CoverMyMeds: Experiment, innovate, grow – hold the jargon

The routine “Best Places to Work” features that offer a snapshot of what it’s like to be a part of Columbus-based CoverMyMeds often focus on what stands out at first glance: The pool tables, the beer tap, the jeans-day-every-day vibe.

nate lusher covermymeds
Nate Lusher of CoverMyMeds presenting at the June 6 COE event.

Nate Lusher, an agile coach at the health-care software startup, says the key to understanding the company’s culture is to look closer.

“Those are great, but they’re not what’s going to keep you there for the long haul,” Lusher told attendees at a Center for Operational Excellence event Tuesday. “They’re an expression of our deeper culture.”

Lusher and colleague Rick Neighbarger, director of quality and risk management at CoverMyMeds, offered a peek inside the Columbus company’s culture at the latest meeting of COE’s IT Leadership Network series. They also detailed their own efforts to make tools and behaviors key to continuous improvement a part of it, a challenge that’s intrinsic to process improvement efforts at companies of any size.

CoverMyMeds, which automates the once-cumbersome prior-approval process for prescriptions, has been a part of the Columbus business community for not even a decade but has drawn attention for its rapid growth and status as a sought-after place of employment. The last time CoverMyMeds disclosed its annual revenue – about two years ago – it was nearing the $100 million mark, and the company just this year closed a deal to be acquired by health-care giant McKesson Corp. for more than $1 billion. Columbus Business First called the acquisition the biggest tech startup exit in the city’s history.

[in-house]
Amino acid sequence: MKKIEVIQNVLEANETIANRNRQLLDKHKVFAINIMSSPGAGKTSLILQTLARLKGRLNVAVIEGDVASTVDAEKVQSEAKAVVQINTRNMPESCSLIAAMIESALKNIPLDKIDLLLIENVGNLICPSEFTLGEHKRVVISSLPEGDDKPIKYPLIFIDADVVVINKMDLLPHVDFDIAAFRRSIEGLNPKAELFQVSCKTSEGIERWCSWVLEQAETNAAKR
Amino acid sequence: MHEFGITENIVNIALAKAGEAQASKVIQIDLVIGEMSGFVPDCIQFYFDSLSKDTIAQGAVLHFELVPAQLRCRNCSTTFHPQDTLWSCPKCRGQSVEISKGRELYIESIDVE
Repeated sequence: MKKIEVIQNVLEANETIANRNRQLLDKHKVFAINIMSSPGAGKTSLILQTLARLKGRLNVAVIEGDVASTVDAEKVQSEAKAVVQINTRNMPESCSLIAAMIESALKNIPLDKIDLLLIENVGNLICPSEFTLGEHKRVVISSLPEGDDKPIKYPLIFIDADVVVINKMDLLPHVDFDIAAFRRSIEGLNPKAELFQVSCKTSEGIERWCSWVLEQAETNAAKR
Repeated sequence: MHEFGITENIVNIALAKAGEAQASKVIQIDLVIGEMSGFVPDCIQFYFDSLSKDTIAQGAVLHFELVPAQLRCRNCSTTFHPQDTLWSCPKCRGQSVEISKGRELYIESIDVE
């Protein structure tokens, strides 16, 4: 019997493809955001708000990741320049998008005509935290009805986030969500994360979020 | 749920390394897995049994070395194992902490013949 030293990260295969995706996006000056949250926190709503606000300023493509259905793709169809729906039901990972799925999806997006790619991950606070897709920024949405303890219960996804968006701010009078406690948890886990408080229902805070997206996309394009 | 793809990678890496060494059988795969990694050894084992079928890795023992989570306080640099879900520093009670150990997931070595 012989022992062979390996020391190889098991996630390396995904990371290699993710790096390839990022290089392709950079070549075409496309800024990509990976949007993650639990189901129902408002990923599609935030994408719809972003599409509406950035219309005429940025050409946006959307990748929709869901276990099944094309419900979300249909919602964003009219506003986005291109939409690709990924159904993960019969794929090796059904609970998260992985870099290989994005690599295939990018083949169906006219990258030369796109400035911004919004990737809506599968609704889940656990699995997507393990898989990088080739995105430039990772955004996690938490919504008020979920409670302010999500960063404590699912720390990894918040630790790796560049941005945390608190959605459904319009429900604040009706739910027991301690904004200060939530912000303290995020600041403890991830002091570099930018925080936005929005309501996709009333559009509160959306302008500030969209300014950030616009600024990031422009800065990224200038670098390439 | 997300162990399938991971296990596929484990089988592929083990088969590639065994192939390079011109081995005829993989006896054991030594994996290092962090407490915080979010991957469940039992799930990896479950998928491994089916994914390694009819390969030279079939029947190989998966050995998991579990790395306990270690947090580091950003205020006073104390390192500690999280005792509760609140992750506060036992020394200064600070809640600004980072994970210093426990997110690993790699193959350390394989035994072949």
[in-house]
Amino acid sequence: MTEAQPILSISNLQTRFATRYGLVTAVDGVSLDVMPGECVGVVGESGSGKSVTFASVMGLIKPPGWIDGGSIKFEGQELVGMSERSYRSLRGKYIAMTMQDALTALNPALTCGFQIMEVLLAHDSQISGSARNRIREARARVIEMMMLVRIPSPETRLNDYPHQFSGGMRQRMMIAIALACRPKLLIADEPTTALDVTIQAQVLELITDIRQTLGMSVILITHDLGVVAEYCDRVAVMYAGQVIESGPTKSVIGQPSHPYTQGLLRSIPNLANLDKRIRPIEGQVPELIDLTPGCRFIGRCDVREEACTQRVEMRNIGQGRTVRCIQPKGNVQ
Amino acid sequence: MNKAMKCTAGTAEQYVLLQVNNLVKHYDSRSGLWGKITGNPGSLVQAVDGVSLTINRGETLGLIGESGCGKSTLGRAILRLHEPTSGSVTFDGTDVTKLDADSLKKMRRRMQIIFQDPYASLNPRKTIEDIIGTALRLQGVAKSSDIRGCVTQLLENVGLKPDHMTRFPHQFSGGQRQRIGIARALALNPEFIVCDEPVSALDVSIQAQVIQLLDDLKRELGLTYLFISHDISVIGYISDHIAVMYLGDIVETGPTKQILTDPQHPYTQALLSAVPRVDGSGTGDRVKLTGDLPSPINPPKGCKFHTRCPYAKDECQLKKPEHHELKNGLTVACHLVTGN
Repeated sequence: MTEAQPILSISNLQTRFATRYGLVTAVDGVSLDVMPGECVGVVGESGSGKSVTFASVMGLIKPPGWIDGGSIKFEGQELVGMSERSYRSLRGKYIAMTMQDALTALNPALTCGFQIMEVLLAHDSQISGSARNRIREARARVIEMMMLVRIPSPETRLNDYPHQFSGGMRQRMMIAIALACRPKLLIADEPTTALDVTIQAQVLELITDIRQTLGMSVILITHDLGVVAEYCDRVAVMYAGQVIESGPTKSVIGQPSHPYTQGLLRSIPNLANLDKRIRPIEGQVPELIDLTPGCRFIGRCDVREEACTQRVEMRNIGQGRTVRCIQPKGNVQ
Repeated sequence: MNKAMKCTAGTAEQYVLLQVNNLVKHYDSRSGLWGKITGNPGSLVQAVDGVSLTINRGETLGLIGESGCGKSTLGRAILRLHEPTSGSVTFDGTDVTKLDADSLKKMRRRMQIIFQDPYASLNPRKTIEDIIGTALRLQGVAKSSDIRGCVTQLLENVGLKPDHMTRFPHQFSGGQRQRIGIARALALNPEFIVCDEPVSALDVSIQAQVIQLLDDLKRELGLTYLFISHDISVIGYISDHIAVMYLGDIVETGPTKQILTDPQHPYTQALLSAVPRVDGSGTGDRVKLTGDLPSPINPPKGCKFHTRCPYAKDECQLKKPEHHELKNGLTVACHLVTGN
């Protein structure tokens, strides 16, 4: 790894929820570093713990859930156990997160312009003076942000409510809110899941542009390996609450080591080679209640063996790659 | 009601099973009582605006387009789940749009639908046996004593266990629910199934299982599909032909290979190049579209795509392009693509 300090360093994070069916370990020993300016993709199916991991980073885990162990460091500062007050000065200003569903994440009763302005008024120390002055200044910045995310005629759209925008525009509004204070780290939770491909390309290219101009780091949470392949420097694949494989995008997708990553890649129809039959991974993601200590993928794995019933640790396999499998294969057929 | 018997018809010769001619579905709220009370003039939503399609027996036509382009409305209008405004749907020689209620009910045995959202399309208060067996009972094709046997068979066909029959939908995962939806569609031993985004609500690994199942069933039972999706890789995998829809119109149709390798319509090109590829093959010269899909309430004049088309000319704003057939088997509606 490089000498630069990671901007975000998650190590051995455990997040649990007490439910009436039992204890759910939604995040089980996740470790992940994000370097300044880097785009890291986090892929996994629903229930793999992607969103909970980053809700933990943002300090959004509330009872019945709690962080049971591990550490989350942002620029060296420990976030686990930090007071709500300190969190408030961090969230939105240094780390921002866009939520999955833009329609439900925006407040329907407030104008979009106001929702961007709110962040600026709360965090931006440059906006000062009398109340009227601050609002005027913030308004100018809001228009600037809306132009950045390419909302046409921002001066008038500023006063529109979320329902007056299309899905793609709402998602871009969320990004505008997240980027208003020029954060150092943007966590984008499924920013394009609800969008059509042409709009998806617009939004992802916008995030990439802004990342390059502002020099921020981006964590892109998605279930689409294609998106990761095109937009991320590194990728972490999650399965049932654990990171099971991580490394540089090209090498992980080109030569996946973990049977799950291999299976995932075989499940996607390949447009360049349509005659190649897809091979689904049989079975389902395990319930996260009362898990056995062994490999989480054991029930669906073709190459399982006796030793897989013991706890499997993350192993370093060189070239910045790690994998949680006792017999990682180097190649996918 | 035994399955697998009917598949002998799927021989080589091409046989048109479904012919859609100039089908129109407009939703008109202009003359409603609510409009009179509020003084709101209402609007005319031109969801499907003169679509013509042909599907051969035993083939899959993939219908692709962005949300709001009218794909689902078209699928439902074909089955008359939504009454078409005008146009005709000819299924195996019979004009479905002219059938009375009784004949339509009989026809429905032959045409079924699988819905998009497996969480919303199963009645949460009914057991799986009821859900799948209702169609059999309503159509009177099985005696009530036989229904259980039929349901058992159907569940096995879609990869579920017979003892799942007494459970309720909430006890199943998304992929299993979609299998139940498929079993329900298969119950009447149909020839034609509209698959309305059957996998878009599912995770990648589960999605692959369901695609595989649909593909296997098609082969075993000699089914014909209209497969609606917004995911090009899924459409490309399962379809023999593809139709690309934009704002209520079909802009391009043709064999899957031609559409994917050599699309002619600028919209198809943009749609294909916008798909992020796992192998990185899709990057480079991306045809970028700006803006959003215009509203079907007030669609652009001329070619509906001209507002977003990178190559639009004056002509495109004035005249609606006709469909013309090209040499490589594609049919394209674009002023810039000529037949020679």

Beneath that surface layer of culture, which the company notably pledged to keep following the sale, is one that values and trusts its people. And the people themselves, Neighbarger and Lusher said, are primed to experiment and take action.

“We’re not afraid to try something out,” Lusher said. “We’d much rather dive in and do it and learn from something.”

The effort of turning that experimentation into lessons learned and, eventually, better processes has included the introduction of a number of lean and agile tools at CoverMyMeds: Kanbans and story cards, metrics on cycle time and work in process (WIP), and an articulated vision of product ownership, just to name a few.

What’s crucial, Neighbarger said, is not what the tools are but how they’re deployed.

“You can’t just pick up techniques that a large multi-national bank uses and drop them into a small health-care IT company,” he said. “You have to tailor your techniques to principles.”

That principle-first approach ultimately has helped gain traction at CoverMyMeds as the company works to deploy a broader quality strategy that continues to manage risks amid continued growth. In short, the jargon matters much less than the results.

“Our goal is not to become ‘agile,’” Lusher said. “Our goal is to become great.”

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